Jane Gardner never wanted to become a full-fledged member of “the cancer frequent flier’s club.” Nobody does. Since she was first diagnosed with cancer 20 years ago, Gardner has survived breast cancer, melanoma, ovarian cancer, and lung cancer. And just when she thought she was finally in the clear, her lung cancer recently made a recurrence. Her cancer journey has been turbulent, to say the least.

“It’s odd to always be aware of your own mortality,” says Gardner from her home in Norfolk, Virginia, where she was a well-known TV news anchor for two decades. As a former public personality and health reporter, Gardner knew she wanted to share what she was going through with the world.

“I felt so blindsided when I was diagnosed with ovarian cancer,” she says. “I thought if I could just help one other person not feel blindsided….”

One of her ovarian cancer “chemo buddies” was a businesswoman she’d known from her TV days. Like Gardner, the woman’s main symptom had been an unusually bloated belly. Her doctor poked around a bit and said, “‘You know what that’s called? F-A-T. Fat.’ By the time she was diagnosed, she had stage 4 cancer. She died of ovarian cancer. This is a cancer we don’t really talk about.”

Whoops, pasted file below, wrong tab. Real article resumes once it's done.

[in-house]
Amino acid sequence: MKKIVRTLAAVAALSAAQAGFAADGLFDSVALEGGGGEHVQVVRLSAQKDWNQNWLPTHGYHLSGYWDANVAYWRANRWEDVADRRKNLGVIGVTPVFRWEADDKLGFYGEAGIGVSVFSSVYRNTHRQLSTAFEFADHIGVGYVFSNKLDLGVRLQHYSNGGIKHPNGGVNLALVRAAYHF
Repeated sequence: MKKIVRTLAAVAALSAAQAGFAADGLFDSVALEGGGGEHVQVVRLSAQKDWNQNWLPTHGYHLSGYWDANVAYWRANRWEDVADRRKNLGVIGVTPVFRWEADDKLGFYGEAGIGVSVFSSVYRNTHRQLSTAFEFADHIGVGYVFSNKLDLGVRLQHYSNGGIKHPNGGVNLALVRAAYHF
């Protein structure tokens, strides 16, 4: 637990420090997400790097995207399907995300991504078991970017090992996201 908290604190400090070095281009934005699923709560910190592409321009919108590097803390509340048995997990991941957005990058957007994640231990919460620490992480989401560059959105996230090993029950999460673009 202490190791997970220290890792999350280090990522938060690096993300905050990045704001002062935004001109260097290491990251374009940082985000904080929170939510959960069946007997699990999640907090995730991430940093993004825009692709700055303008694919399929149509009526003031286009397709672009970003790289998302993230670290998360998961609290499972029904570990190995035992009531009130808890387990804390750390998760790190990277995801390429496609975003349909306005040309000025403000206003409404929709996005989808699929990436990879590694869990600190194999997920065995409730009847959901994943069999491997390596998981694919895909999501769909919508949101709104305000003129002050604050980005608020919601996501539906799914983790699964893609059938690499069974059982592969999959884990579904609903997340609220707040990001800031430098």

She wishes the teal ribbon signifying ovarian cancer awareness was as famous as the pink one, though she knows all too well that the pink ribbon is ubiquitous because breast cancer affects so many women (one in eight women will be diagnosed with breast cancer; one in 78 with ovarian cancer).

“We’ve made such great strides,” says Gardner, who was diagnosed with breast cancer in 1999. “When my grandmother was diagnosed with breast cancer 50 years ago, the treatment was barbaric. They developed the radical mastectomy because the suffering of women with breast cancer was so horrible that if you cut off the breasts, there was less tissue to become gangrenous.”

Related: What are some struggles people with cancer have that don’t get talked about?